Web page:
Sunday, 30 March 2014
Watching 'Noah' I half wished that I had paid better attention at Sunday School so that I could gauge how accurately this film reflects the biblical story. I suspect it has a passing resemblance but I'm not certain about 'The Watchers', rock creatures with spooky lights for eye holes, who have been captured by the descendants of Cain and are featured here like 21st century intruders from 'Star Wars'.
As biblical epics go 'Noah' is miles away from the 1950/60s lot. There are no sandals or sackcloths to be seen, indeed by historical standards the biblical garb worn by Russell Crowe and company is stylishly formfitting. And there are no booming voices from an unseen Creator.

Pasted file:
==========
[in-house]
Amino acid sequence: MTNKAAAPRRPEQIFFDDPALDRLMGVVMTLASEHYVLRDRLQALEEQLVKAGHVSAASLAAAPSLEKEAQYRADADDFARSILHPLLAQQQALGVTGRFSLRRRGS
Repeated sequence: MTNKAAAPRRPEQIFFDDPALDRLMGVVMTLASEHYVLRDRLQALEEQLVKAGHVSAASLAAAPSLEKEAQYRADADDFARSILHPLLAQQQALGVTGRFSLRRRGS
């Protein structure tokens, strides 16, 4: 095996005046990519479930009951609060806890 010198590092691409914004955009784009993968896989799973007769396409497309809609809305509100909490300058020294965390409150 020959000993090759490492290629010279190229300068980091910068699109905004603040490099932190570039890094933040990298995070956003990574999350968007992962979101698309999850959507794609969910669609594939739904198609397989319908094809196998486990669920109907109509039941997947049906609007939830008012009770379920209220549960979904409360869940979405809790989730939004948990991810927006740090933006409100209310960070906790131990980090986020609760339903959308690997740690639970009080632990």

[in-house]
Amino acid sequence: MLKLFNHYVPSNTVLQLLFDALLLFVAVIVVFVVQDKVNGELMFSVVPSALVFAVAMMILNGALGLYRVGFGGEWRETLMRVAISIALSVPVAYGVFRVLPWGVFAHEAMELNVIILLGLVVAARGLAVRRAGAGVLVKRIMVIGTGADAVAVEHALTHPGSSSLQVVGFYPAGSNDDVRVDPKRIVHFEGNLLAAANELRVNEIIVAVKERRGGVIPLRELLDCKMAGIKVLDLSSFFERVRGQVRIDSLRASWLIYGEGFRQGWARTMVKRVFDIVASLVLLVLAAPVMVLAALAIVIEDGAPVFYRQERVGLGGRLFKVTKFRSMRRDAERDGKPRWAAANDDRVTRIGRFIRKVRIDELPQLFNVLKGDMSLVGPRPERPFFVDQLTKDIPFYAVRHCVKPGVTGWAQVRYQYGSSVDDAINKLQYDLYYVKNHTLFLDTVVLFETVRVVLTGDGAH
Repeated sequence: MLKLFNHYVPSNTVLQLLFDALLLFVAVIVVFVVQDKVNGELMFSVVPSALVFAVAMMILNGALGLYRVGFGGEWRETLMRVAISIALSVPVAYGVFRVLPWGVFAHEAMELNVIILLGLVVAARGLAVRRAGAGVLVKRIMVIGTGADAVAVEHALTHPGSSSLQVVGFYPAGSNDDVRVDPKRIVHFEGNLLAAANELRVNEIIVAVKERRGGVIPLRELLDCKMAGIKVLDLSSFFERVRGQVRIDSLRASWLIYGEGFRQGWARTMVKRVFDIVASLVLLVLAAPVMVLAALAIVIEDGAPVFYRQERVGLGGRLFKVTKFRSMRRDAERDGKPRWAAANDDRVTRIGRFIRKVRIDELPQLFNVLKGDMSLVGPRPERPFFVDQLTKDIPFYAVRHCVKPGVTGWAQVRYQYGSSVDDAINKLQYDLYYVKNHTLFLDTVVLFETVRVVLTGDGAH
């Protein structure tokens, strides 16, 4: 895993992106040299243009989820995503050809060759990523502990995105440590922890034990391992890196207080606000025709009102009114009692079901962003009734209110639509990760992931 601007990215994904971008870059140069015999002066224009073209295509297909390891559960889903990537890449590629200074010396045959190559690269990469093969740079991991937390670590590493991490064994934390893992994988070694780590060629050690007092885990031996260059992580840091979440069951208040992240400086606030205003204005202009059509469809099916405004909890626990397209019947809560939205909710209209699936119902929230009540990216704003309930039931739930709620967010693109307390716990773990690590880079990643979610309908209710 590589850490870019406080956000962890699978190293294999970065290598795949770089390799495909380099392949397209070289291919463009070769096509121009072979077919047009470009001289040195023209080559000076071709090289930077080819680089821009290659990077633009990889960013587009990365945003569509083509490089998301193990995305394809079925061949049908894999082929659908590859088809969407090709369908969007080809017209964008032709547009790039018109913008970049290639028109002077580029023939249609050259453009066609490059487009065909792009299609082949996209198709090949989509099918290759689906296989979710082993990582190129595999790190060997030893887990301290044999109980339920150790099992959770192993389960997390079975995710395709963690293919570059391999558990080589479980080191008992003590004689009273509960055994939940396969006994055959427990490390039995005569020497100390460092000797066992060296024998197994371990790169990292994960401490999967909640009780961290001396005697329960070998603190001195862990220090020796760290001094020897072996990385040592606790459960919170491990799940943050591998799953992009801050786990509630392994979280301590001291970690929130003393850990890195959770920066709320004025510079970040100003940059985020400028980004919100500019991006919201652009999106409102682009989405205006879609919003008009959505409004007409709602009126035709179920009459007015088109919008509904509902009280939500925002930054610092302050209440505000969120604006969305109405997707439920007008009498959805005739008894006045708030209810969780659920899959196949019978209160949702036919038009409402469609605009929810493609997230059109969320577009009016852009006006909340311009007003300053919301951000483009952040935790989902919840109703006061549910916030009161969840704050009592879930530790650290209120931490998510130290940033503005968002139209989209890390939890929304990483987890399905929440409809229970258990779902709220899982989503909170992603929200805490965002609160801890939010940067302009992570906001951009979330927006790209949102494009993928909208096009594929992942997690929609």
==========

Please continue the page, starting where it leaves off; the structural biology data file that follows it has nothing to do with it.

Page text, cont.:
Crowe delivers his lines in eight word sentences but otherwise is convincingly driven as the Creator's vehicle for cleansing the planet of the naughty people. Apparently some of the rock creatures were voiced by very distinguished performers but they needn't have bothered as I didn't understand a single word of their dialogue.
Some images, I guess the scenes filmed in Iceland, are spectacular but as you'd expect from rain and flood sufficient to engulf Earth many scenes are filmed in near, or close to near, darkness.
I have made light of the film but despite moments of unevenness it is in the pantheon of biblical cinema epics an interesting example and better than the average.